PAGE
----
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Sumatra firefighters on alert as burning heralds start of Riau dry season

Mongabay - March 6, 2024

Suryadi, Pekanbaru, Indonesia – Emergency workers and community firefighters battled isolated fires in Sumatra's Riau province in late February as the onset of the region's first dry season of 2024 sparked wildfires in some peatland areas.

"The water source is pretty far away and the surrounding area is very dry," said Joko Susilo, the head of the emergency and logistics section at the disaster management agency in Dumai, a port city on the Malacca Strait.

State and community firefighters spent much of February attending to fires smoldering in areas of peatland, which are carbon-dense wetlands formed by compaction of biomass over thousands of years. Riau province has 3.8 million hectares (9.4 million acres) of peatland, more than any other province in Indonesia.

Riau experiences two distinct dry seasons a year: in addition to the same dry season that occurs across much of the rest of Indonesia, typically peaking around August, the province also sees another dry spell around February-March, owing to the shift to a northeasterly monsoon wind pattern.

Southern districts of Riau such as Kampar usually record sufficient rainfall during February, but the northern plains and wetlands, home to the province's oil palm and acacia plantations, typically endure around six weeks of water deficit. Rainfall in northern Riau then accelerates in April and May, before Indonesia's principal dry season saps the water table and elevates fire risk from June through October.

In the week ending March 2, Pantau Gambut, a Jakarta-based NGO working on peatland protection, said there were 83 hotspots burning in peatlands across Indonesia, 34 of them in Riau.

The provincial disaster management agency said much of its focus in February was concentrated in Dumai. By Feb. 24, around 11 hectares (27 acres) had been burned by wildfires, a relatively small area of land.

Jim Gafur, head of the agency's emergency unit, said the fires were concentrated in the villages of Tanjung Palas and Gurun Panjang in Dumai. The Dumai city government declared a state of emergency in February as the fires emerged in outlying rural areas.

Firefighters reported difficulties accessing water sources near some fires, particularly in Gurun Panjang, although sufficient water was obtained in other reservoirs where water levels remained high following the rainy season in the new year.

"We need help extinguishing the fires with [aerial] water bombing," said Joko, the Dumai city disaster lead.

Joko also called on farmers and members of the public to refrain from clearing land by setting vegetation on fire. He noted that the fire in Gurun Panjang had started in an oil palm concession before spreading to a community's plantation, but did not confirm the identity of the company.

Responders have also attended to hotspots further inland in Riau's Rokan Hilir district. Devita Trimaily, an official in the Rokan Hilir disaster management agency, said local authorities had not declared an emergency status because the fires burning there were considered small and contained to three subdistricts.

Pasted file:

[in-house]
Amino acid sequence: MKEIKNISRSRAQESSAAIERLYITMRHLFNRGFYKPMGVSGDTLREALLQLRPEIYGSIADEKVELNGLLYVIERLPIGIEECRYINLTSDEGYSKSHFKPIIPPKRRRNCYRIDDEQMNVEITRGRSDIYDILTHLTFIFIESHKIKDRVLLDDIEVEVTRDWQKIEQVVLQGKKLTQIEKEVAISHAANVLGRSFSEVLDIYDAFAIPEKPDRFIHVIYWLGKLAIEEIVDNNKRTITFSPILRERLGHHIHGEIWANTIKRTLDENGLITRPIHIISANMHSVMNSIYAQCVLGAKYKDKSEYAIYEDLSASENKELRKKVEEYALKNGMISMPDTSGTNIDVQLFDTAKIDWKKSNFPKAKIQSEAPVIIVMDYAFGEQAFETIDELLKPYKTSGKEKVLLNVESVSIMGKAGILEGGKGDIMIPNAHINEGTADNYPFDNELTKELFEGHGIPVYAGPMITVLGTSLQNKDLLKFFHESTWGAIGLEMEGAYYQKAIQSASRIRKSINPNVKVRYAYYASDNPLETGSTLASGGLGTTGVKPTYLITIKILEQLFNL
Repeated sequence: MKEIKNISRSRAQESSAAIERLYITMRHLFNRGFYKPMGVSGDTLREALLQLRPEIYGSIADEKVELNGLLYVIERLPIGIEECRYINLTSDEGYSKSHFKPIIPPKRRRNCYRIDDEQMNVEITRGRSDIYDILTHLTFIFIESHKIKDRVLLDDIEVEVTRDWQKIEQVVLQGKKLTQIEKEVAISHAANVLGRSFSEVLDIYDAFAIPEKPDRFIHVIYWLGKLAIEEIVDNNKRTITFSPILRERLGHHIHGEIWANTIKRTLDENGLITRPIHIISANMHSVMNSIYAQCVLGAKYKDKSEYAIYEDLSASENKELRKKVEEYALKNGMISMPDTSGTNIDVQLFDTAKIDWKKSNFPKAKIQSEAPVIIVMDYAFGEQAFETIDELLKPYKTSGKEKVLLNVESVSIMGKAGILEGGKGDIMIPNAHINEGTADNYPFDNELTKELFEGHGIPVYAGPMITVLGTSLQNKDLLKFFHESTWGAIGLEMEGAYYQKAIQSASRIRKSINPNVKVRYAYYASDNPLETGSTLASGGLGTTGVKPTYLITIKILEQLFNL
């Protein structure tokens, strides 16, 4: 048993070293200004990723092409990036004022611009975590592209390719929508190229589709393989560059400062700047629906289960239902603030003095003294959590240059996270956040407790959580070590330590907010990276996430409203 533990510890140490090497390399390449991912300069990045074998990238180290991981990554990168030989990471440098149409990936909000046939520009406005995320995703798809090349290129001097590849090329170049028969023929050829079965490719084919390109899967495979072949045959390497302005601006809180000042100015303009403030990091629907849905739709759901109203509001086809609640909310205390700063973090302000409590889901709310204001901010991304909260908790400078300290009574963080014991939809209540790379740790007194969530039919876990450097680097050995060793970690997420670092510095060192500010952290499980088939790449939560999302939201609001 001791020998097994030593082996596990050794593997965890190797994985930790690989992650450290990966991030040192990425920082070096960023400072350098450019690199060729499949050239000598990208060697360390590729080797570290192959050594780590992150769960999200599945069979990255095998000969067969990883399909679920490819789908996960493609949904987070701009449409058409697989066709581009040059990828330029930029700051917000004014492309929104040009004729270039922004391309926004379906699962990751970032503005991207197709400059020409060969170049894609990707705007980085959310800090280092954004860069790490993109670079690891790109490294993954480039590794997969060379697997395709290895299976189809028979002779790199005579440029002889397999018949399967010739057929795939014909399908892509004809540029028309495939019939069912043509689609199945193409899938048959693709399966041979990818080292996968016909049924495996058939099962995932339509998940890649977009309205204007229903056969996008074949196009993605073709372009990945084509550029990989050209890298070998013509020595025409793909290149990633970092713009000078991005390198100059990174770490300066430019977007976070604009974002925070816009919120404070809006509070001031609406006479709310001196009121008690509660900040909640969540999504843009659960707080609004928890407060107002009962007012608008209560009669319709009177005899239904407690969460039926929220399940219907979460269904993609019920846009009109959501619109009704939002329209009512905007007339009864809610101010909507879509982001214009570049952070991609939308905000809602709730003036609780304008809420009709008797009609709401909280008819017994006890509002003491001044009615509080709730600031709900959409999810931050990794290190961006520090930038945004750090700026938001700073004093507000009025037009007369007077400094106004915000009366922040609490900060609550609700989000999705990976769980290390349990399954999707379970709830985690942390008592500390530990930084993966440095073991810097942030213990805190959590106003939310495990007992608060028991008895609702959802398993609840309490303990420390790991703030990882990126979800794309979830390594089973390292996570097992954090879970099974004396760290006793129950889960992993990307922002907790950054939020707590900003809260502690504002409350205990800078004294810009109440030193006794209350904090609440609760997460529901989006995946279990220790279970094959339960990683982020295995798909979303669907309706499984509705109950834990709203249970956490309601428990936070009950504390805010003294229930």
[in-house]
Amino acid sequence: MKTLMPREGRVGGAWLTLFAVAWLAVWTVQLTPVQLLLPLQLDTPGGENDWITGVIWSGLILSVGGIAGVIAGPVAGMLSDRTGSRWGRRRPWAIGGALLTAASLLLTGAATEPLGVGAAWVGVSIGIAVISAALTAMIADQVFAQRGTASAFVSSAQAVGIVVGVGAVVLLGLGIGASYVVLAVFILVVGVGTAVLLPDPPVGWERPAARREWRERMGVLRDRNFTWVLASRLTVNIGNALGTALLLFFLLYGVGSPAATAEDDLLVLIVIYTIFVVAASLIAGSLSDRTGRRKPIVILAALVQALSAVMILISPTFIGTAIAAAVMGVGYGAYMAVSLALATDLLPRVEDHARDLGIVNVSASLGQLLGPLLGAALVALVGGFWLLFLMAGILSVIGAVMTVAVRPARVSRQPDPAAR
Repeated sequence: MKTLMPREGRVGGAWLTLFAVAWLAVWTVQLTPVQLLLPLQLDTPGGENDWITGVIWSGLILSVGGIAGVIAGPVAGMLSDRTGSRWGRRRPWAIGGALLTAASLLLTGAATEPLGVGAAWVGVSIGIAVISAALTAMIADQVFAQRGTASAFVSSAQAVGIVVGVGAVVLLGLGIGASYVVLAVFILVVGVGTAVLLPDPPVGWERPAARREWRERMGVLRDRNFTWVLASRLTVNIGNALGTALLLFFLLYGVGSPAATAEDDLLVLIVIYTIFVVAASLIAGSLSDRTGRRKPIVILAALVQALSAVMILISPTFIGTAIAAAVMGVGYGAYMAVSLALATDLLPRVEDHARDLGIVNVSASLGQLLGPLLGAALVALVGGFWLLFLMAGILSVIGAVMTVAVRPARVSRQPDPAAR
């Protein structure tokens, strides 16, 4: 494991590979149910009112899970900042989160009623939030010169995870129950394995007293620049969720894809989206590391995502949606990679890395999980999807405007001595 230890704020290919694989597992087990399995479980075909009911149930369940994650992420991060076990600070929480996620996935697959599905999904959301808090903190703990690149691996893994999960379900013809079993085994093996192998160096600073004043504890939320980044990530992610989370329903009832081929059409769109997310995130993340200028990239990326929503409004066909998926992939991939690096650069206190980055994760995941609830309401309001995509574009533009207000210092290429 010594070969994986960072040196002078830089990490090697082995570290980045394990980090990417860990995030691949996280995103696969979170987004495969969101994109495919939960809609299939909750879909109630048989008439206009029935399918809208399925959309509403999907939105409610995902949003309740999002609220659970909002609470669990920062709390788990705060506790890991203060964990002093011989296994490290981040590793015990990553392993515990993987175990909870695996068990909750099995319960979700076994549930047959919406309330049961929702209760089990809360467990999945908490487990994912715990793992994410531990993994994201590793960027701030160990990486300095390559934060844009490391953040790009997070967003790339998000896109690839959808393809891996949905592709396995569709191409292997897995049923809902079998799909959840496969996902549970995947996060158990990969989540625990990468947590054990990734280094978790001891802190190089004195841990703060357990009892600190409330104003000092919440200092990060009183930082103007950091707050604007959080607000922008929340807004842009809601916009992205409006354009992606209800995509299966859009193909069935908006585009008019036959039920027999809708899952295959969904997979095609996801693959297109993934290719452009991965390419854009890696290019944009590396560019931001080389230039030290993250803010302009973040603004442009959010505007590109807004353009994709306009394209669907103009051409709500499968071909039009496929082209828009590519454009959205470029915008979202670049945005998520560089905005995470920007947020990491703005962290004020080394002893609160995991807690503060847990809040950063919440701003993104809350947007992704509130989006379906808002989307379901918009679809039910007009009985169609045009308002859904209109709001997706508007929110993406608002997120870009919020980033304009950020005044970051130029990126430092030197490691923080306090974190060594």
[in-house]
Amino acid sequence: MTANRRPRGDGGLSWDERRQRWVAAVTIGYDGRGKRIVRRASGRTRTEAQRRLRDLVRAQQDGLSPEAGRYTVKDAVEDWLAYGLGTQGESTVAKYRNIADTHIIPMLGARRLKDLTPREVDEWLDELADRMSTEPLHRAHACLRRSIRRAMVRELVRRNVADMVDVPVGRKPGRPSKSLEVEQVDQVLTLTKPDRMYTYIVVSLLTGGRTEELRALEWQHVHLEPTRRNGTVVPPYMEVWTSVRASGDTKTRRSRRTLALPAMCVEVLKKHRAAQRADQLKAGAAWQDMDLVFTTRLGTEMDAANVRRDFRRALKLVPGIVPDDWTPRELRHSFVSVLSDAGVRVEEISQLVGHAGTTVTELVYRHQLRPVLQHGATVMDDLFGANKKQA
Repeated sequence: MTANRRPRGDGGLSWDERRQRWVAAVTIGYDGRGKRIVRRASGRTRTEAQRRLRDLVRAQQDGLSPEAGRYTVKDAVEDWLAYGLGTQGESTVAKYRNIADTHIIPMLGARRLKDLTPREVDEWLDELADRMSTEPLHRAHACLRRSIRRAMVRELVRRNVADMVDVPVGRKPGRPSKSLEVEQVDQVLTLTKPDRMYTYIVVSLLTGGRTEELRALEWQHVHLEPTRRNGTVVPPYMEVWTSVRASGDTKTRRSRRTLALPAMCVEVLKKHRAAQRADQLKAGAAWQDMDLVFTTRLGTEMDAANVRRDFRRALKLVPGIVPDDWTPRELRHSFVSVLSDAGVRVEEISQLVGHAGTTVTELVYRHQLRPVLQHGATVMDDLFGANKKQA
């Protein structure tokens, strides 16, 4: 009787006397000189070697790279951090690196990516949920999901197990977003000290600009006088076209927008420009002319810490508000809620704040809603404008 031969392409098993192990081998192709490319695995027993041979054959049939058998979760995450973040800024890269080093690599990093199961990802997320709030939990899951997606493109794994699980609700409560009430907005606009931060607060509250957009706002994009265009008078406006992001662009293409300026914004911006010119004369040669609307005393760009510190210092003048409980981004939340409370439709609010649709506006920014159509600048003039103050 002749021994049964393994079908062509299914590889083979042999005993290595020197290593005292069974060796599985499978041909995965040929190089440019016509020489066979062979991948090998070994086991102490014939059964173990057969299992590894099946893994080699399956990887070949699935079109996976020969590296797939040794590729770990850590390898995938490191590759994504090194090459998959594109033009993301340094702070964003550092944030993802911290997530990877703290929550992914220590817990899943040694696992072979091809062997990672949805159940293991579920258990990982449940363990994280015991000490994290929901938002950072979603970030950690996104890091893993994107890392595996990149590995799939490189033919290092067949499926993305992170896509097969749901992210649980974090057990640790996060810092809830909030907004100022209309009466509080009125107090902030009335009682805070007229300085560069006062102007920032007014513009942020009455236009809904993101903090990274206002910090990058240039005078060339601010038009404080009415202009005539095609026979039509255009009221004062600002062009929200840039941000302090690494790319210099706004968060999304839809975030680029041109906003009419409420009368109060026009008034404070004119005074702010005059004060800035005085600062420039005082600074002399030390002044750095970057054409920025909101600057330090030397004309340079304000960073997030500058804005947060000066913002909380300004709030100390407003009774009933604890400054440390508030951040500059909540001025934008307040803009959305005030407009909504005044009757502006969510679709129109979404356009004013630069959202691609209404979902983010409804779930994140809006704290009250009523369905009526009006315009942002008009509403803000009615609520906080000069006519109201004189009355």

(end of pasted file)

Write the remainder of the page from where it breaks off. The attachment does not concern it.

"If the wildfires continue to spread from these three subdistricts, then steps will be taken to establish an emergency alert status," Devita told Mongabay Indonesia on Feb. 29.

Looking ahead

An El Nino system occurs when warmer sea surface temperatures in the Pacific Ocean change weather patterns around the world. The impact of El Nino in Indonesia includes heightened risks of wildfires exacerbated by reduced rainfall and increased temperatures.

The effect is most dangerous in peatland areas like Riau province and southern Borneo, where out-of-control wildfires cause environmental destruction, excess deaths and economic losses in the billions of dollars.

In 2023, fires burned across almost 1 million hectares (2.5 million acres) of land and forest, according to Indonesia's Ministry of Environment and Forestry. This represents a fivefold increase from 2022, before the emergence of El Nino, but is smaller than the area burned during Indonesia's previous wildfire crises in 2019 and 2015.

In its most recent update, on Feb. 8, the U.S. Climate Prediction Center noted that the probability of El Nino conditions transitioning to neutral in the April-June quarter was 79%. The federal agency, part of the National Oceanic and Atmospheric Administration's National Weather Service, assessed a 55% chance of a La Nina system emerging between June and August. That would imply reduced risks of major burns in the second half of this year in much of Southeast Asia.

Bibin Sulianto, data lead for the weather monitoring station at the main airport in Pekanbaru, the Riau capital, said El Nino remained at a moderate level, but that conditions on the ground may change in the coming months.

However, Bibin added that rainfall distribution in the province can be erratic, and "that's why we remain alert."

"We'll see and update the trend later in March," Bibin, from Indonesia's meteorology agency, the BMKG, told Mongabay on Feb. 29. "Will it be La Nina or will it return to El Nino?"

Source: https://news.mongabay.com/2024/03/sumatra-firefighters-on-alert-as-burning-heralds-start-of-riau-dry-season